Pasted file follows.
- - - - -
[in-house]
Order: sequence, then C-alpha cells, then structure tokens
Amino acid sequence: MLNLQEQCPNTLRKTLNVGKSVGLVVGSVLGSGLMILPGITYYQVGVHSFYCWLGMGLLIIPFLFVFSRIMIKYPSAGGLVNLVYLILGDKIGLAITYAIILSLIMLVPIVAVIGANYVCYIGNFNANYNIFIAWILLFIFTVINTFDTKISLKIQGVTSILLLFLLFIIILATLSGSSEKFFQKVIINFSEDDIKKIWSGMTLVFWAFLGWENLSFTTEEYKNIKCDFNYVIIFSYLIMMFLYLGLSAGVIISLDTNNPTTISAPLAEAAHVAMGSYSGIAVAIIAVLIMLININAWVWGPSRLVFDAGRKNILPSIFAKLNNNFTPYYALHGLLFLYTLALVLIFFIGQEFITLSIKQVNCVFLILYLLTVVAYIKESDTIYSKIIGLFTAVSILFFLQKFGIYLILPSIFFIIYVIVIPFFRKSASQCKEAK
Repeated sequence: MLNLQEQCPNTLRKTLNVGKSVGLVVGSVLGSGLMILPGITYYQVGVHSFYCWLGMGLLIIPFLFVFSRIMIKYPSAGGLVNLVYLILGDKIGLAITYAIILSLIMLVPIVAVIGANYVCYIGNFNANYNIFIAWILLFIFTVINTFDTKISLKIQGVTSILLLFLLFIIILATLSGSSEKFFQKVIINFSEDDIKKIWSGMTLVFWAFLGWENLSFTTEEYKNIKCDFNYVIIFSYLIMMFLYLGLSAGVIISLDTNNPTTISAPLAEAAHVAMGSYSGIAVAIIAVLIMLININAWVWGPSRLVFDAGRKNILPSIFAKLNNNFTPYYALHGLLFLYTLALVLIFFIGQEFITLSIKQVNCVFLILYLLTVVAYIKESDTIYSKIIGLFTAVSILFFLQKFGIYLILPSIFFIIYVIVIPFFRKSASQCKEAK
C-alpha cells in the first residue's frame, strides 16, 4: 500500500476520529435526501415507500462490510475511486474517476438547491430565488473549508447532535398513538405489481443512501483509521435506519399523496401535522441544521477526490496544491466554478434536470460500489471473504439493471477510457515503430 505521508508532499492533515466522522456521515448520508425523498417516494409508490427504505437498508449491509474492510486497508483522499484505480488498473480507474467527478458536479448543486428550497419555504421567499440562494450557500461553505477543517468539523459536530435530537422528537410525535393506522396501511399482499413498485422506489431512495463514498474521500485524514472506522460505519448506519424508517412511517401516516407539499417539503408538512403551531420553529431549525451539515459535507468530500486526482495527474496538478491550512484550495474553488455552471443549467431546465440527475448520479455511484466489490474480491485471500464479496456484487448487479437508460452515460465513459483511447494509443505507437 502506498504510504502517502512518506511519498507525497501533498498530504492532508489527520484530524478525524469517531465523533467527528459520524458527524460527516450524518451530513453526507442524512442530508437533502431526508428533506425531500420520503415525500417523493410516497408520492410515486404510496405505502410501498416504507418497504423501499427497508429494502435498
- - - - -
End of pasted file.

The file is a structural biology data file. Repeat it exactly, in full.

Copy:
[in-house]
Order: sequence, then C-alpha cells, then structure tokens
Amino acid sequence: MLNLQEQCPNTLRKTLNVGKSVGLVVGSVLGSGLMILPGITYYQVGVHSFYCWLGMGLLIIPFLFVFSRIMIKYPSAGGLVNLVYLILGDKIGLAITYAIILSLIMLVPIVAVIGANYVCYIGNFNANYNIFIAWILLFIFTVINTFDTKISLKIQGVTSILLLFLLFIIILATLSGSSEKFFQKVIINFSEDDIKKIWSGMTLVFWAFLGWENLSFTTEEYKNIKCDFNYVIIFSYLIMMFLYLGLSAGVIISLDTNNPTTISAPLAEAAHVAMGSYSGIAVAIIAVLIMLININAWVWGPSRLVFDAGRKNILPSIFAKLNNNFTPYYALHGLLFLYTLALVLIFFIGQEFITLSIKQVNCVFLILYLLTVVAYIKESDTIYSKIIGLFTAVSILFFLQKFGIYLILPSIFFIIYVIVIPFFRKSASQCKEAK
Repeated sequence: MLNLQEQCPNTLRKTLNVGKSVGLVVGSVLGSGLMILPGITYYQVGVHSFYCWLGMGLLIIPFLFVFSRIMIKYPSAGGLVNLVYLILGDKIGLAITYAIILSLIMLVPIVAVIGANYVCYIGNFNANYNIFIAWILLFIFTVINTFDTKISLKIQGVTSILLLFLLFIIILATLSGSSEKFFQKVIINFSEDDIKKIWSGMTLVFWAFLGWENLSFTTEEYKNIKCDFNYVIIFSYLIMMFLYLGLSAGVIISLDTNNPTTISAPLAEAAHVAMGSYSGIAVAIIAVLIMLININAWVWGPSRLVFDAGRKNILPSIFAKLNNNFTPYYALHGLLFLYTLALVLIFFIGQEFITLSIKQVNCVFLILYLLTVVAYIKESDTIYSKIIGLFTAVSILFFLQKFGIYLILPSIFFIIYVIVIPFFRKSASQCKEAK
C-alpha cells in the first residue's frame, strides 16, 4: 500500500476520529435526501415507500462490510475511486474517476438547491430565488473549508447532535398513538405489481443512501483509521435506519399523496401535522441544521477526490496544491466554478434536470460500489471473504439493471477510457515503430 505521508508532499492533515466522522456521515448520508425523498417516494409508490427504505437498508449491509474492510486497508483522499484505480488498473480507474467527478458536479448543486428550497419555504421567499440562494450557500461553505477543517468539523459536530435530537422528537410525535393506522396501511399482499413498485422506489431512495463514498474521500485524514472506522460505519448506519424508517412511517401516516407539499417539503408538512403551531420553529431549525451539515459535507468530500486526482495527474496538478491550512484550495474553488455552471443549467431546465440527475448520479455511484466489490474480491485471500464479496456484487448487479437508460452515460465513459483511447494509443505507437 502506498504510504502517502512518506511519498507525497501533498498530504492532508489527520484530524478525524469517531465523533467527528459520524458527524460527516450524518451530513453526507442524512442530508437533502431526508428533506425531500420520503415525500417523493410516497408520492410515486404510496405505502410501498416504507418497504423501499427497508429494502435498